Building an Electromagnetic Rail Launcher That Can Accelerate Objects with up to Eight Gs of Force

This DIY electromagnetic device can propel a sled along a track to accelerate everyday objects at incredible speeds.

Theory of operation

As his latest project, YouTuber Tom Stanton wanted to explore what it would take to create a DIY electromagnetic rail launcher system. While electric motors work by passing a current through a coil of wire within a ring of magnets to create rotational movement, a linear system propels a magnet forward by applying a current to a copper coil and then quickly removing that current when the magnet is at the halfway point to avoid a collision. With the theory figured out, Stanton moved onto building a very small prototype.

Creating a single coil pair

For a basic proof of concept, Stanton designed a simple system that utilizes a hall effect sensor to detect when the magnet both passes in front of it and leaves its detection range. Once the magnet is detected, current is applied, and once the magnet leaves, the coil's circuit is disconnected. A pair of spools were 3D-printed and screwed into an aluminum extrusion, with about 80 wire turns per coil.

And from here, Stanton ran a quick test and was able to launch a tiny sled that had magnets on either side, although the acceleration was not too impressive, so he had to significantly increase the number of coils along the sled's path.

Providing adequate power

Giving enough current at a fast speed was accomplished by wiring up a bank of supercapacitors that can supply up to 100A of current per coil. In order to deliver all of this power, there is a pair of copper strips along the underside of the aluminum extrusion, with one being the positive terminal and the other as the ground terminal. The positive side is permanently connected to the coils, whereas the ground side of the coils is connected to the drain pin of a MOSFET that closes the circuit with the source pin when the gate is toggled high. As one might envision, this MOSFET can get quite hot, so a custom heatsink was milled from aluminum and attached to both the MOSFET's surface and the extrusion.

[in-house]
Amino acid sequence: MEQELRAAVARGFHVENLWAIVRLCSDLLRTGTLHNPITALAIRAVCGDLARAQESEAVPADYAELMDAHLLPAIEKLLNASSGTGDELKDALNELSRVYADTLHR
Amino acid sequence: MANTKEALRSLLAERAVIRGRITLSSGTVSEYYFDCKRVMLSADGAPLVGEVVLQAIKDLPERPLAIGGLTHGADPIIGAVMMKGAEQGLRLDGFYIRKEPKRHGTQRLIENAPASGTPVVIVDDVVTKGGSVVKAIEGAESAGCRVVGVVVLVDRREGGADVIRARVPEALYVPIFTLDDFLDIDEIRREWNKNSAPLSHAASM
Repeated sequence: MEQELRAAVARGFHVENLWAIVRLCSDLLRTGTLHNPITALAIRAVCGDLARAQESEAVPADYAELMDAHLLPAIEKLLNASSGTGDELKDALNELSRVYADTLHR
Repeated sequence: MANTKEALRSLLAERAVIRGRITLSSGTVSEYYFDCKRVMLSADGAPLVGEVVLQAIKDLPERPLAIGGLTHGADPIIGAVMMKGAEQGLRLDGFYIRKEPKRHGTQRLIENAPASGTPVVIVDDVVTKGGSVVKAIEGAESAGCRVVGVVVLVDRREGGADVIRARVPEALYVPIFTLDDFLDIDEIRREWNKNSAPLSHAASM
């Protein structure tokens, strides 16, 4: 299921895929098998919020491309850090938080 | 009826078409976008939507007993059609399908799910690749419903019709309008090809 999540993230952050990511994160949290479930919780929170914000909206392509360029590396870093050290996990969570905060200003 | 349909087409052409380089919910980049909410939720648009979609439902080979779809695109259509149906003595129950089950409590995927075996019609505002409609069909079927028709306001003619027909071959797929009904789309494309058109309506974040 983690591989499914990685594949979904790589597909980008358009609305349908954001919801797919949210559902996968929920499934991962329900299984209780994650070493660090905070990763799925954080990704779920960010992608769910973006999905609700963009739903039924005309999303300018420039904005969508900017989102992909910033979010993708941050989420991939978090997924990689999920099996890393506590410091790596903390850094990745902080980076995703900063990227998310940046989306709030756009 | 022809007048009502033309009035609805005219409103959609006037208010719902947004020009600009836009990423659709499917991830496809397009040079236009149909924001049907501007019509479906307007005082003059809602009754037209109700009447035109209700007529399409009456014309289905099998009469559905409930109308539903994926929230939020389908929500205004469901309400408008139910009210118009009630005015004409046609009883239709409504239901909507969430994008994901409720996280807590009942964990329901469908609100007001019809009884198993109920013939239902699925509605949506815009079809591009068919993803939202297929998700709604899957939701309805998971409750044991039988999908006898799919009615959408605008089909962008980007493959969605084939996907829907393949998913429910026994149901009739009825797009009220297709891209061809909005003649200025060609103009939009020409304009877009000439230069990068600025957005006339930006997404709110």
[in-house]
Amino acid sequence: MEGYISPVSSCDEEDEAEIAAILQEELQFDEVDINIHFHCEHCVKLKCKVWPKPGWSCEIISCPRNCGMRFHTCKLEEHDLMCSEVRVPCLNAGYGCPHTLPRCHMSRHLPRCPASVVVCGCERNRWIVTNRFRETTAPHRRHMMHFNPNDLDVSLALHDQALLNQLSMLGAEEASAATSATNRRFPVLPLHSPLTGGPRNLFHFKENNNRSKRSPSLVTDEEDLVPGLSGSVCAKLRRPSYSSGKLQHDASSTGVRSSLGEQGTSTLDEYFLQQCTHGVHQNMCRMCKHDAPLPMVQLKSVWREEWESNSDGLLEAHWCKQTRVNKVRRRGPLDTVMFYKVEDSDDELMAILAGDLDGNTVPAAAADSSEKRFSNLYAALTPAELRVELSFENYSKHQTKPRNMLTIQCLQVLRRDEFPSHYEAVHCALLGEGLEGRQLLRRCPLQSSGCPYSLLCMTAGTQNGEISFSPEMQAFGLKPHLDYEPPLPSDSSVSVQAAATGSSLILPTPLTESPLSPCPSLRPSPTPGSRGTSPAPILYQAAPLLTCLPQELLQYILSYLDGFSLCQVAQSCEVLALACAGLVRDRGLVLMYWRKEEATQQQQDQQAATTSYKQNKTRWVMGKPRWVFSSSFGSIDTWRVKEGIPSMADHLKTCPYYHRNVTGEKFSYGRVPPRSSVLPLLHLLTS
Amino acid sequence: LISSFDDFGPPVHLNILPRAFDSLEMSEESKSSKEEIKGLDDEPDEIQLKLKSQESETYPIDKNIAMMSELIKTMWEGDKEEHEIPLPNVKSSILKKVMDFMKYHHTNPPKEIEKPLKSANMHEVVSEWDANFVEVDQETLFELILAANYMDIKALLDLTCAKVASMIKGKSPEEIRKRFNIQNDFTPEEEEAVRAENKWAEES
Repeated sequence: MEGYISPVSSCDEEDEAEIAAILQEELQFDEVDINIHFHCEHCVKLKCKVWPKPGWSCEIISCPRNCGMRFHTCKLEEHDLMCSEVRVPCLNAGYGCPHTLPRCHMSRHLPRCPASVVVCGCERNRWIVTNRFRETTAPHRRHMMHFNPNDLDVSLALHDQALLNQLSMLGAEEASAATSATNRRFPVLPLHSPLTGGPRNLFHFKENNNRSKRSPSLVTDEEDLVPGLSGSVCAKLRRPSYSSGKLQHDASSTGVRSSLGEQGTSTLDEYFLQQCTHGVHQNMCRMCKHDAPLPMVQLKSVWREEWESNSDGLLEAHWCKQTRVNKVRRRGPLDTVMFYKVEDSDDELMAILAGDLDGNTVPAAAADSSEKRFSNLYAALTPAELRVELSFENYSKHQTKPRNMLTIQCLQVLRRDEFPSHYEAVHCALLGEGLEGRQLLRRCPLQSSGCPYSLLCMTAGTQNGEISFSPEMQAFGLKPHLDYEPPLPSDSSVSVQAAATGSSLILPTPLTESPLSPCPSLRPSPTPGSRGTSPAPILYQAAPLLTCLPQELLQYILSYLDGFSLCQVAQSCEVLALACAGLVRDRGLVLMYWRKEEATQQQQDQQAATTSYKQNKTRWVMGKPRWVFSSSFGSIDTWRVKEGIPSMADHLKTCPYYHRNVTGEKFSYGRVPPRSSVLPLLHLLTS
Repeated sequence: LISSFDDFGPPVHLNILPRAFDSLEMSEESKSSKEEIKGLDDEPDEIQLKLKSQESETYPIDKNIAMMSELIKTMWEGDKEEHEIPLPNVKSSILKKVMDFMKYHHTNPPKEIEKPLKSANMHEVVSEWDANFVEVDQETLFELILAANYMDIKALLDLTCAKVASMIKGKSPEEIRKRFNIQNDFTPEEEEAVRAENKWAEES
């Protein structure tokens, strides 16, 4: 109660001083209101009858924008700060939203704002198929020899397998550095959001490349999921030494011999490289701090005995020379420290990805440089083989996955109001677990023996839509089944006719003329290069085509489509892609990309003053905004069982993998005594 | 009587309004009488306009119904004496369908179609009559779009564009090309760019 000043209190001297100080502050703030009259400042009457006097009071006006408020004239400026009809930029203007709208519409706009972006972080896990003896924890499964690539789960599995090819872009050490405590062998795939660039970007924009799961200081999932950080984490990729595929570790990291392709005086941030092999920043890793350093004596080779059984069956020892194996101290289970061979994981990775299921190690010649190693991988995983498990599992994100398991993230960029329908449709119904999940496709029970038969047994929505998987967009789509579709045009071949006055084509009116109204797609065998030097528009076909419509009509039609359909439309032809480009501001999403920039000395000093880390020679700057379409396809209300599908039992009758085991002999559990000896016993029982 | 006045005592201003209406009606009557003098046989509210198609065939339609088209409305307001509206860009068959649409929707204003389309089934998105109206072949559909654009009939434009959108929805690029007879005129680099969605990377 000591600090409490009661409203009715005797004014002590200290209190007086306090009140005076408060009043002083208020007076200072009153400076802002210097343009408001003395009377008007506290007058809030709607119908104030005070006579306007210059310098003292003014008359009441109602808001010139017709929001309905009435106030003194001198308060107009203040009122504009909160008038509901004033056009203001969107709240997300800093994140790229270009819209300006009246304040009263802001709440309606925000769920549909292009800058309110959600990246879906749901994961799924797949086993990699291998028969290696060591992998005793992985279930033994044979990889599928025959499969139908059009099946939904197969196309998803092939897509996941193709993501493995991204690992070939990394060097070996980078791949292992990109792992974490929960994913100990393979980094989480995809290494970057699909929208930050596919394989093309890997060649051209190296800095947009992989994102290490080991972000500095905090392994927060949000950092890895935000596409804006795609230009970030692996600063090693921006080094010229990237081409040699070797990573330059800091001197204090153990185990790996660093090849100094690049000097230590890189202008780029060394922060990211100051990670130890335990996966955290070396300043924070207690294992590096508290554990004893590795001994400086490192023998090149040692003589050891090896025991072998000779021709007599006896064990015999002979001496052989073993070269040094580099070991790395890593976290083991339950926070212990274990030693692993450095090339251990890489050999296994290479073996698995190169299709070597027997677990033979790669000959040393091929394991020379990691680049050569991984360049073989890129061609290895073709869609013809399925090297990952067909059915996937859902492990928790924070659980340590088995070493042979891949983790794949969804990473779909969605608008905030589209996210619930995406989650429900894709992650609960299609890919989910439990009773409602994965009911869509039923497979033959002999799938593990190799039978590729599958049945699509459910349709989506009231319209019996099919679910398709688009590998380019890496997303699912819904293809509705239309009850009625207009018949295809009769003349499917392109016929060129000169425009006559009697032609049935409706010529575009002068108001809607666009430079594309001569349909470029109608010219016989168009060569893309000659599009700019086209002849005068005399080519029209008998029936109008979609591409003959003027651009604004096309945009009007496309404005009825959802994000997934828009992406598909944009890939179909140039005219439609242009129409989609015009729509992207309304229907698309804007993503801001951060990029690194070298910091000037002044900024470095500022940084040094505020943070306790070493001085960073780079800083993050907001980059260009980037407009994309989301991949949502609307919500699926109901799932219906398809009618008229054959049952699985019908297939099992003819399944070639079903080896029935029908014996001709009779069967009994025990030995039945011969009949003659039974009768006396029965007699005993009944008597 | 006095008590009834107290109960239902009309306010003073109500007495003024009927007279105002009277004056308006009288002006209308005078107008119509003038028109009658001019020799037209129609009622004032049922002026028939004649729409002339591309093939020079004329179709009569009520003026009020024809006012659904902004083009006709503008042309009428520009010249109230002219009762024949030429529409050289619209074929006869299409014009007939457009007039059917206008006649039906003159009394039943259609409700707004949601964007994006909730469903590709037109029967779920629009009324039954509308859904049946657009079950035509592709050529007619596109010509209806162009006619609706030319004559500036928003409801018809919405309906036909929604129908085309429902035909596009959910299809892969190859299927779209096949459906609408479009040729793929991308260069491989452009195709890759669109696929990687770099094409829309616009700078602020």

The control board

The job of quickly switching the coils falls on a microcontroller which continually reads the state of the hall effect sensors and toggles the copper coils accordingly. One advantage of using an MCU is the ability to add extra safety mechanisms, including the ability to limit how long a coil can be active and an arming system to ensure the system can't be powered on by accident.

Launching some objects

With all 20 coil pairs and hall effect sensors soldered in place, Stanton moved onto the process of testing his new creation. After playing around with launching a paper airplane, along with a few other things, from a table indoors, they took it outside to calculate the full capabilities of the system.

Stanton observed the sled was able to accelerate up to 11m/s in just under 1/10th of a second for a total of about eight Gs of acceleration. For a future project, he hopes to experiment with different magnet configurations and find out which one works the best.

Arduino “having11” Guy
20 year-old IoT and embedded systems enthusiast. Also produce content for and love working on projects and sharing knowledge.
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